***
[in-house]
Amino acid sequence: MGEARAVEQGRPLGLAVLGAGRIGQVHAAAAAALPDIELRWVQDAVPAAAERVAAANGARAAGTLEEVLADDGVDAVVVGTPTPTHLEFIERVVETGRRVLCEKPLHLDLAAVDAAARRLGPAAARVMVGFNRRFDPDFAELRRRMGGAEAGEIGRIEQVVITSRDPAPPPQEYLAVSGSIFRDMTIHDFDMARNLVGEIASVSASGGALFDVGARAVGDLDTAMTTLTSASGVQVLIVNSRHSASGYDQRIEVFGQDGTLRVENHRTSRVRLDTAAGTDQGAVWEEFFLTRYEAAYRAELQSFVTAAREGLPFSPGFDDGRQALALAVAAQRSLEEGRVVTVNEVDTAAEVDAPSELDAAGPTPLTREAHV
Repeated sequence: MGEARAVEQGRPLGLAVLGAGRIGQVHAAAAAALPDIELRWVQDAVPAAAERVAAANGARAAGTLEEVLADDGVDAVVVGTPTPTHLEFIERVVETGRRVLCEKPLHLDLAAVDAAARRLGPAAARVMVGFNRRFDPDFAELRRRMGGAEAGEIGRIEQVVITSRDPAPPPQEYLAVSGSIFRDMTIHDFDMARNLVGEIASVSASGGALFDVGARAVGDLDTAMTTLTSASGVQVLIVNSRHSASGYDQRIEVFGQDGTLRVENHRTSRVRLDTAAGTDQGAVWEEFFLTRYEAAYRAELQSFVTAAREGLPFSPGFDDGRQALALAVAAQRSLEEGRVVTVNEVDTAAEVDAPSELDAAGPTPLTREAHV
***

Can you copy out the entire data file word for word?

[in-house]
Amino acid sequence: MGEARAVEQGRPLGLAVLGAGRIGQVHAAAAAALPDIELRWVQDAVPAAAERVAAANGARAAGTLEEVLADDGVDAVVVGTPTPTHLEFIERVVETGRRVLCEKPLHLDLAAVDAAARRLGPAAARVMVGFNRRFDPDFAELRRRMGGAEAGEIGRIEQVVITSRDPAPPPQEYLAVSGSIFRDMTIHDFDMARNLVGEIASVSASGGALFDVGARAVGDLDTAMTTLTSASGVQVLIVNSRHSASGYDQRIEVFGQDGTLRVENHRTSRVRLDTAAGTDQGAVWEEFFLTRYEAAYRAELQSFVTAAREGLPFSPGFDDGRQALALAVAAQRSLEEGRVVTVNEVDTAAEVDAPSELDAAGPTPLTREAHV
Repeated sequence: MGEARAVEQGRPLGLAVLGAGRIGQVHAAAAAALPDIELRWVQDAVPAAAERVAAANGARAAGTLEEVLADDGVDAVVVGTPTPTHLEFIERVVETGRRVLCEKPLHLDLAAVDAAARRLGPAAARVMVGFNRRFDPDFAELRRRMGGAEAGEIGRIEQVVITSRDPAPPPQEYLAVSGSIFRDMTIHDFDMARNLVGEIASVSASGGALFDVGARAVGDLDTAMTTLTSASGVQVLIVNSRHSASGYDQRIEVFGQDGTLRVENHRTSRVRLDTAAGTDQGAVWEEFFLTRYEAAYRAELQSFVTAAREGLPFSPGFDDGRQALALAVAAQRSLEEGRVVTVNEVDTAAEVDAPSELDAAGPTPLTREAHV